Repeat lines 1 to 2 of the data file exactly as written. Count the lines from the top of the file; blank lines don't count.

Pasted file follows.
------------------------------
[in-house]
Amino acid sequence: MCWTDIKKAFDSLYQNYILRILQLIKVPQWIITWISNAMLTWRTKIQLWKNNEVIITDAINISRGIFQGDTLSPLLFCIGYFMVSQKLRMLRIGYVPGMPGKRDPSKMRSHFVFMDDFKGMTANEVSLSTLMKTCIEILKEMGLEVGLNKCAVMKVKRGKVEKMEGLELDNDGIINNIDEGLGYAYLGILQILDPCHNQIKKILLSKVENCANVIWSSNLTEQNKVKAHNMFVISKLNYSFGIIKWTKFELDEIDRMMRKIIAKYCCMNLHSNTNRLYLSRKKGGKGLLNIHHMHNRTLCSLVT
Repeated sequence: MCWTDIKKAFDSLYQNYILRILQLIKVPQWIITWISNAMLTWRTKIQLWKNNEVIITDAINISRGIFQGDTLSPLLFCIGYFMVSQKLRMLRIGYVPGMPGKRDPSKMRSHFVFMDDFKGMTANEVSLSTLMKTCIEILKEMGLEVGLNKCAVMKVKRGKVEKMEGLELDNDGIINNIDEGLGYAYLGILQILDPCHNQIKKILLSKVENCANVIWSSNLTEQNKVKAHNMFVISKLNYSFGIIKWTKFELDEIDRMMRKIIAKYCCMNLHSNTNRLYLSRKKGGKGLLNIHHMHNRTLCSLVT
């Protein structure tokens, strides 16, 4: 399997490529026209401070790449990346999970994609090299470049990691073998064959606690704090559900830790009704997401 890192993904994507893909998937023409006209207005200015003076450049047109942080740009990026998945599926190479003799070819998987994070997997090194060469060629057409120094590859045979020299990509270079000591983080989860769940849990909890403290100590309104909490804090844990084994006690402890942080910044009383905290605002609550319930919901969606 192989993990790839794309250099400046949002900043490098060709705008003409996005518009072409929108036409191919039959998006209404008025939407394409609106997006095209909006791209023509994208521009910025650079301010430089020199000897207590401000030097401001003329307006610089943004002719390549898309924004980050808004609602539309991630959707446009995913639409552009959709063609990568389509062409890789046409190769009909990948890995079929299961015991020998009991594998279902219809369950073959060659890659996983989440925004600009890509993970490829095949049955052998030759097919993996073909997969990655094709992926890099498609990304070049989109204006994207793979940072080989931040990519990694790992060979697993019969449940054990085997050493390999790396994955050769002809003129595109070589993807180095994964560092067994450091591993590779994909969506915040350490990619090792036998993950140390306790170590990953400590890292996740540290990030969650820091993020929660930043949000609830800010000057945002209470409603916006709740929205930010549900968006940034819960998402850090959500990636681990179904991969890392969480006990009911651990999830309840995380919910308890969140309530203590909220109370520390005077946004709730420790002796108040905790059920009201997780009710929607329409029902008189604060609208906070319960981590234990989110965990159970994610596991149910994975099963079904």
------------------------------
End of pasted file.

[in-house]
Amino acid sequence: MCWTDIKKAFDSLYQNYILRILQLIKVPQWIITWISNAMLTWRTKIQLWKNNEVIITDAINISRGIFQGDTLSPLLFCIGYFMVSQKLRMLRIGYVPGMPGKRDPSKMRSHFVFMDDFKGMTANEVSLSTLMKTCIEILKEMGLEVGLNKCAVMKVKRGKVEKMEGLELDNDGIINNIDEGLGYAYLGILQILDPCHNQIKKILLSKVENCANVIWSSNLTEQNKVKAHNMFVISKLNYSFGIIKWTKFELDEIDRMMRKIIAKYCCMNLHSNTNRLYLSRKKGGKGLLNIHHMHNRTLCSLVT